Thursday, February 13, 2014

Tell me your life story

A class project for Design Fiction.
The prompt: "Our formal critical selves" - do something looking at your past in a counterfactual kind of way. See how your life could have been if you had done something differently, or if something different had happened to you.
The timeframe: two weeks. (due the Tuesday after next)

Early thoughts:
1. All the time I've "wasted" throughout the years, and count up the hours I could have been doing something "productive", in this creepy totalitarian sense.

Then I could transform it into N masteries, just by dividing by 10,000! If I've slacked for 20,000 hours by now, I could be an expert in piano and chess. Easy as that. The humor comes from the fact that of course it is not as easy as that.

2. 23 and Me is weird. I have all this data about what risks for diseases I might have. I can't act on it at all. What does it mean that I have a 1.2% chance to get kidney disease? Should I eat more prunes?
I could make it a little more real by making a "wheel of Dan" where you spin a wheel and it tells you "okay, with this lifetime where you started with Dan's genes, you have Alzheimer's and gout." And then I could let you upload your 23 and Me data, and then spin your own wheel, and compare with me, and maybe ask you if you'd trade with me. Make it personal. And maybe compare these risks to other risks, like the odds of being struck by lightning. Whatever.

The downside is that very few people have done 23 and Me, so it's hard to make it actually personal.
Another downside: what am I trying to say? I think there are a lot of interesting things to say about 23 and me, but others say them better than I do, or else I don't really care about them.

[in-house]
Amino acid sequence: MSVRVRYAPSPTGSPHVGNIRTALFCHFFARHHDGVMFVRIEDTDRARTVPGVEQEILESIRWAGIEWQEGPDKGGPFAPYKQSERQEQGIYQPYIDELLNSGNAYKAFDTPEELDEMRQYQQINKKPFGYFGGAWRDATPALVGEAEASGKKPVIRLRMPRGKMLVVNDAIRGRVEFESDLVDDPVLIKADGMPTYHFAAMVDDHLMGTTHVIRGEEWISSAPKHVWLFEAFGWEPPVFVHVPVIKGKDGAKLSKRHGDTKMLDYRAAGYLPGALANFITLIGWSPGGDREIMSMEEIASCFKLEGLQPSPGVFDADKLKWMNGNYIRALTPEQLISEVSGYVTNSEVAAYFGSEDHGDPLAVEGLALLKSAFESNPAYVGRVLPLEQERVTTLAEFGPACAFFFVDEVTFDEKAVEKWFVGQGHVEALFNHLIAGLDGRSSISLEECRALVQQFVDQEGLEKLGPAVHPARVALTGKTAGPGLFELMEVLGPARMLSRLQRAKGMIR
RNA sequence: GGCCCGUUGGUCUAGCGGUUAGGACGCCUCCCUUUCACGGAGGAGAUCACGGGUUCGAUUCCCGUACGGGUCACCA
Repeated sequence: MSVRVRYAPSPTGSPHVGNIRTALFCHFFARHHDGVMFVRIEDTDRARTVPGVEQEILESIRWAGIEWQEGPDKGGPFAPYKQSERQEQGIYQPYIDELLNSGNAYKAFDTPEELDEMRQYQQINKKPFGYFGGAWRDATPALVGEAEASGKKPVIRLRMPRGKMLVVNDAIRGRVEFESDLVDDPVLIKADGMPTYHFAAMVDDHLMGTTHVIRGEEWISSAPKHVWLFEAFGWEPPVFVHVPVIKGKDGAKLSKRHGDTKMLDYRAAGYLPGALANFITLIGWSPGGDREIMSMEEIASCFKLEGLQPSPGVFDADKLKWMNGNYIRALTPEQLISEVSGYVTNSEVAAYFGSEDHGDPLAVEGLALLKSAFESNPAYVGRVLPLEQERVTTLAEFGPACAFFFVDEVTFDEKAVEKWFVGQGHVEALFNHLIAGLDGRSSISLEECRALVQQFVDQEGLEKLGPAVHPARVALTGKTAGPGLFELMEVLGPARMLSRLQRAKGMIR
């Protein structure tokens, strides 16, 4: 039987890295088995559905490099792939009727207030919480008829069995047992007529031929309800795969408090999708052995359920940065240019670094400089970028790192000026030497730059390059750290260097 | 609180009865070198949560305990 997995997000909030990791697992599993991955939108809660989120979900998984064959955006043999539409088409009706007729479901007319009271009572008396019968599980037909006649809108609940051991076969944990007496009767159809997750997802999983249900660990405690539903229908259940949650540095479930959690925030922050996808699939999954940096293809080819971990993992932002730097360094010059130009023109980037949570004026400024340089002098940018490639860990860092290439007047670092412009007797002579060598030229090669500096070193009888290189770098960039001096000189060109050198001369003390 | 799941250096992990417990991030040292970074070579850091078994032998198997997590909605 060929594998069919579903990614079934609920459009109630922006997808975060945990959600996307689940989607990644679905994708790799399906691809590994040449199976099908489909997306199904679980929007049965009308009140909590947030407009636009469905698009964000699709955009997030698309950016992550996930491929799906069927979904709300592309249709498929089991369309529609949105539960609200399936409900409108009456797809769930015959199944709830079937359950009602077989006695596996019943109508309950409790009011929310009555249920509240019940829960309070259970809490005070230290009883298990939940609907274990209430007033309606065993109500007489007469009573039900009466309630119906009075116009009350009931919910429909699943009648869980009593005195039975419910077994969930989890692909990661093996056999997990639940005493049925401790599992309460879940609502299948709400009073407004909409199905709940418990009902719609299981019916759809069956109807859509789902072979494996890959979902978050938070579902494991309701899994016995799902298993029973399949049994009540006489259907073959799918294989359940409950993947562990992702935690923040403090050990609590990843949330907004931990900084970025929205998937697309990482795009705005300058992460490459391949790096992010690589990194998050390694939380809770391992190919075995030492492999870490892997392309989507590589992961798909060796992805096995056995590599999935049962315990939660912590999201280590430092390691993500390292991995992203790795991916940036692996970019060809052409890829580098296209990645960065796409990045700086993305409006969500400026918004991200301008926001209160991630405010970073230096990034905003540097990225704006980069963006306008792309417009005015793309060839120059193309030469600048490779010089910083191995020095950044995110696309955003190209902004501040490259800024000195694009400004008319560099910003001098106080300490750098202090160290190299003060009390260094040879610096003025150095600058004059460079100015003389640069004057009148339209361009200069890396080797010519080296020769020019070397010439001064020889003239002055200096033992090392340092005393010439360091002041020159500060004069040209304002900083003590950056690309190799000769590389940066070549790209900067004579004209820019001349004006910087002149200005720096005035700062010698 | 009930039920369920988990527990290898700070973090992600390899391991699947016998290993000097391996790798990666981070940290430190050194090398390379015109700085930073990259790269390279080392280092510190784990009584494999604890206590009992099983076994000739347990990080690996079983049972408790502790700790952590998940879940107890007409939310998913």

3. Something about browser history or email relationships over time. Meh. Been done. I tried to mine all the neat personal data I have about myself, my sleep logs and fitbits and stuff, but I ended up with the same old personal-informatics gripe: what the hell is this data good for?

4. Life stories. I started looking for meaning in Flappy Bird, and then started looking at how people look for meaning in Flappy Bird, which is kind of funny because there is probably not that much meaning to find in Flappy Bird. But all the game developers want there to be some meaning in Flappy Bird, so they tell all kinds of stories, like "really polish a simple game mechanic and it'll shine" or "make sure you can restart quickly" or whatever.

We tell these stories about our lives.
"You may ask yourself, well, how did I get here?"
And most of the time, there's no real story, you just did.
I started looking at the story I tell myself. It was very broken up by where I lived and where I worked. New school, new job, new box in my life story. But
if you mix up those boxes, draw the lines really arbitrarily, you might hit some really more interesting stories. I drew a bunch of random boxes with arbitrary lines. The second box above is "what I liked at various ages", the fifth is "how I felt at various ages", and both are much more interesting than "where I worked."
I want to make a tool to help people retell their life story, but give them a little twist: let the system arbitrarily decide where the boundaries end.

Messing around with the flow here a little bit, or what happens after you tell your story.

More to come!

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